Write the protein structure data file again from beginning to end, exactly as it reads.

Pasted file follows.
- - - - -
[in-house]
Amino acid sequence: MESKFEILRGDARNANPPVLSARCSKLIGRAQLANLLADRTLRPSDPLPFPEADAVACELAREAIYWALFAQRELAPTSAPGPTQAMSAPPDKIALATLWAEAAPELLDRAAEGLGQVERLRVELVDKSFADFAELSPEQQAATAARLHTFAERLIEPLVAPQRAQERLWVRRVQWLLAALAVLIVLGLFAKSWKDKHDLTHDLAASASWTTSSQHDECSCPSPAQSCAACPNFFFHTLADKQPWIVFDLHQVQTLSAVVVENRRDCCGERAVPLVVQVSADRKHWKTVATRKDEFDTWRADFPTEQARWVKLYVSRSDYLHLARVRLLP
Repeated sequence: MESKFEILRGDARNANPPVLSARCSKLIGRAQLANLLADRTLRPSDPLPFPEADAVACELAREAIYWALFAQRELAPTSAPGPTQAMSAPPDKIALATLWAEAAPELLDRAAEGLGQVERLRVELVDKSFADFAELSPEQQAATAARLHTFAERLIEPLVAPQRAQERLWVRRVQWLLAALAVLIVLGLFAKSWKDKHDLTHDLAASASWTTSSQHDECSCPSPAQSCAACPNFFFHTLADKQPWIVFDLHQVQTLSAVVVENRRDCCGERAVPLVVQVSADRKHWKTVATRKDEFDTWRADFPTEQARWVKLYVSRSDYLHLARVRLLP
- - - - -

[in-house]
Amino acid sequence: MESKFEILRGDARNANPPVLSARCSKLIGRAQLANLLADRTLRPSDPLPFPEADAVACELAREAIYWALFAQRELAPTSAPGPTQAMSAPPDKIALATLWAEAAPELLDRAAEGLGQVERLRVELVDKSFADFAELSPEQQAATAARLHTFAERLIEPLVAPQRAQERLWVRRVQWLLAALAVLIVLGLFAKSWKDKHDLTHDLAASASWTTSSQHDECSCPSPAQSCAACPNFFFHTLADKQPWIVFDLHQVQTLSAVVVENRRDCCGERAVPLVVQVSADRKHWKTVATRKDEFDTWRADFPTEQARWVKLYVSRSDYLHLARVRLLP
Repeated sequence: MESKFEILRGDARNANPPVLSARCSKLIGRAQLANLLADRTLRPSDPLPFPEADAVACELAREAIYWALFAQRELAPTSAPGPTQAMSAPPDKIALATLWAEAAPELLDRAAEGLGQVERLRVELVDKSFADFAELSPEQQAATAARLHTFAERLIEPLVAPQRAQERLWVRRVQWLLAALAVLIVLGLFAKSWKDKHDLTHDLAASASWTTSSQHDECSCPSPAQSCAACPNFFFHTLADKQPWIVFDLHQVQTLSAVVVENRRDCCGERAVPLVVQVSADRKHWKTVATRKDEFDTWRADFPTEQARWVKLYVSRSDYLHLARVRLLP